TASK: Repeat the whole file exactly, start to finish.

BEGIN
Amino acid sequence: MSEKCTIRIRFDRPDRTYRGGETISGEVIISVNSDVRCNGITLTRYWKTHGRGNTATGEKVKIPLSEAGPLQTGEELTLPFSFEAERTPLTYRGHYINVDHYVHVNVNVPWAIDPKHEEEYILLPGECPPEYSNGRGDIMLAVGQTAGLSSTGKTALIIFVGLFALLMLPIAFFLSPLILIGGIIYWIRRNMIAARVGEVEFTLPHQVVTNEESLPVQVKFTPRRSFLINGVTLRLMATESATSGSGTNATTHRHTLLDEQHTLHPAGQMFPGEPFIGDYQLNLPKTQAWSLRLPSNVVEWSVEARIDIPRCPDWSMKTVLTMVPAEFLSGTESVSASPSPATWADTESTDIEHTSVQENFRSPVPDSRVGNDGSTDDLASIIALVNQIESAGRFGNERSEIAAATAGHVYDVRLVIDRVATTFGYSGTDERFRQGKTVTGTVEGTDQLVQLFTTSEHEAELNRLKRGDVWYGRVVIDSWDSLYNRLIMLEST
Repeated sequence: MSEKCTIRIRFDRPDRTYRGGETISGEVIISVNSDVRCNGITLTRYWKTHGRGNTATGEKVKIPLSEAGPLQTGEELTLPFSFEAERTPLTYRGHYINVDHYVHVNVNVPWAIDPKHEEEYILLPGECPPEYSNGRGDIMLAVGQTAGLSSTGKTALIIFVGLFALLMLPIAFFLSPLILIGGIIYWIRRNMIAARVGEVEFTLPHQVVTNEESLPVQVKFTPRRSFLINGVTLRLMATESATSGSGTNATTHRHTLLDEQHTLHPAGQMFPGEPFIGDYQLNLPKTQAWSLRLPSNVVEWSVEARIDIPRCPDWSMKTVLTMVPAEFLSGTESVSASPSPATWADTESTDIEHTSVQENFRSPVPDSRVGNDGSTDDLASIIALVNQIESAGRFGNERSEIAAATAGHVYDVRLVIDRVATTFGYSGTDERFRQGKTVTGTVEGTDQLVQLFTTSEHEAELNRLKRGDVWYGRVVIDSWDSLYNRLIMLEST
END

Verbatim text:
Amino acid sequence: MSEKCTIRIRFDRPDRTYRGGETISGEVIISVNSDVRCNGITLTRYWKTHGRGNTATGEKVKIPLSEAGPLQTGEELTLPFSFEAERTPLTYRGHYINVDHYVHVNVNVPWAIDPKHEEEYILLPGECPPEYSNGRGDIMLAVGQTAGLSSTGKTALIIFVGLFALLMLPIAFFLSPLILIGGIIYWIRRNMIAARVGEVEFTLPHQVVTNEESLPVQVKFTPRRSFLINGVTLRLMATESATSGSGTNATTHRHTLLDEQHTLHPAGQMFPGEPFIGDYQLNLPKTQAWSLRLPSNVVEWSVEARIDIPRCPDWSMKTVLTMVPAEFLSGTESVSASPSPATWADTESTDIEHTSVQENFRSPVPDSRVGNDGSTDDLASIIALVNQIESAGRFGNERSEIAAATAGHVYDVRLVIDRVATTFGYSGTDERFRQGKTVTGTVEGTDQLVQLFTTSEHEAELNRLKRGDVWYGRVVIDSWDSLYNRLIMLEST
Repeated sequence: MSEKCTIRIRFDRPDRTYRGGETISGEVIISVNSDVRCNGITLTRYWKTHGRGNTATGEKVKIPLSEAGPLQTGEELTLPFSFEAERTPLTYRGHYINVDHYVHVNVNVPWAIDPKHEEEYILLPGECPPEYSNGRGDIMLAVGQTAGLSSTGKTALIIFVGLFALLMLPIAFFLSPLILIGGIIYWIRRNMIAARVGEVEFTLPHQVVTNEESLPVQVKFTPRRSFLINGVTLRLMATESATSGSGTNATTHRHTLLDEQHTLHPAGQMFPGEPFIGDYQLNLPKTQAWSLRLPSNVVEWSVEARIDIPRCPDWSMKTVLTMVPAEFLSGTESVSASPSPATWADTESTDIEHTSVQENFRSPVPDSRVGNDGSTDDLASIIALVNQIESAGRFGNERSEIAAATAGHVYDVRLVIDRVATTFGYSGTDERFRQGKTVTGTVEGTDQLVQLFTTSEHEAELNRLKRGDVWYGRVVIDSWDSLYNRLIMLEST